My mom still currently plays violin in the CSO, but my dad doesn’t. He played for twenty-one years. I love classical music and a lot of the music I’m currently writing has strings and horns in it. I’m really excited about the new music that I’ll be releasing soon. So yes, music was crucial in my upbringing.

Continuing with your family background in music, who are your favorite classical musicians? Are you classically trained in any instruments?
I’m classically trained on the piano. My two favorite composers are Beethoven and Claude Debussy. I do listen to all of them though.

On your Twitter you’ve stated that, “The music industry and modern business is built on the premise of making people, ideas and products seem bigger than they actually are,” and that, “It’s important for the ‘small’ artists or new entrants to EDM to not get discouraged. The ‘popular’ artists aren’t as big as they seem.” Would you mind expanding on that? How much does business behind the scenes have to do with the success of prominent EDM figures?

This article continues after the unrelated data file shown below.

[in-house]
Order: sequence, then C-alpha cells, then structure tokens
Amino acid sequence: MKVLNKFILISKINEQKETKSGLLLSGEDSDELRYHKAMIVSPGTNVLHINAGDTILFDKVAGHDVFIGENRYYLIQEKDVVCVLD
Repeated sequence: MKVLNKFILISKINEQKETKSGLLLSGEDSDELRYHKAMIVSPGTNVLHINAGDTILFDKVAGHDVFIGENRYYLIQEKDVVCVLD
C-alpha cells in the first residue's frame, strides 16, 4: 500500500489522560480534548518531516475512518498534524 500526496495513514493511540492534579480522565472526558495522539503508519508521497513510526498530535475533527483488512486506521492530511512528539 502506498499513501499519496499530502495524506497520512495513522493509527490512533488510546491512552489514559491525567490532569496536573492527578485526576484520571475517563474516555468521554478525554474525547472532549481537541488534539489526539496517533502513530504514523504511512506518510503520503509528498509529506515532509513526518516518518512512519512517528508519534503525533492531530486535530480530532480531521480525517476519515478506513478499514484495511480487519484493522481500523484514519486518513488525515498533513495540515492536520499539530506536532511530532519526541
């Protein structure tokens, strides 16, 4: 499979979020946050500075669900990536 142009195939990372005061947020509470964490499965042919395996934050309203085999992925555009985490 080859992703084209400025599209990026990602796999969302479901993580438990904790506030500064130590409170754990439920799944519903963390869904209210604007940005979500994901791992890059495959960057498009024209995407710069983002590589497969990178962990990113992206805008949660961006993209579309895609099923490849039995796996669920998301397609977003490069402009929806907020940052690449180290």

Business is how the world functions and without it everything would be chaos. Everything in the music industry has to do with politics, alliances, and a lot of pufferies. At least that’s how it is as you get deeper into it and start making good money. From a younger producers standpoint, they see these huge acts who have all these followers and social media stats and they get discouraged. They might think to themselves “oh I’ll never be this big” or “it’s impossible to get that many followers.” What I think people don’t realize is that real fans often cannot be purchased via a marketing campaign. Genuine value comes from the products themselves, in this case, the music. This is why if you make really good music then you can still get paid a lot of money even if you don’t have all these BS inflated social statistics. Good music can overcome anything. My ability to create in such a way has put me in a financial position where I don’t need anything from anyone. Any money that I make now is on my terms with little to no negotiation. This is a byproduct of being reliant on core products on not marketing.There are also some deeper implications that the new business models in music consumption have to do with success, but I can’t give those away yet.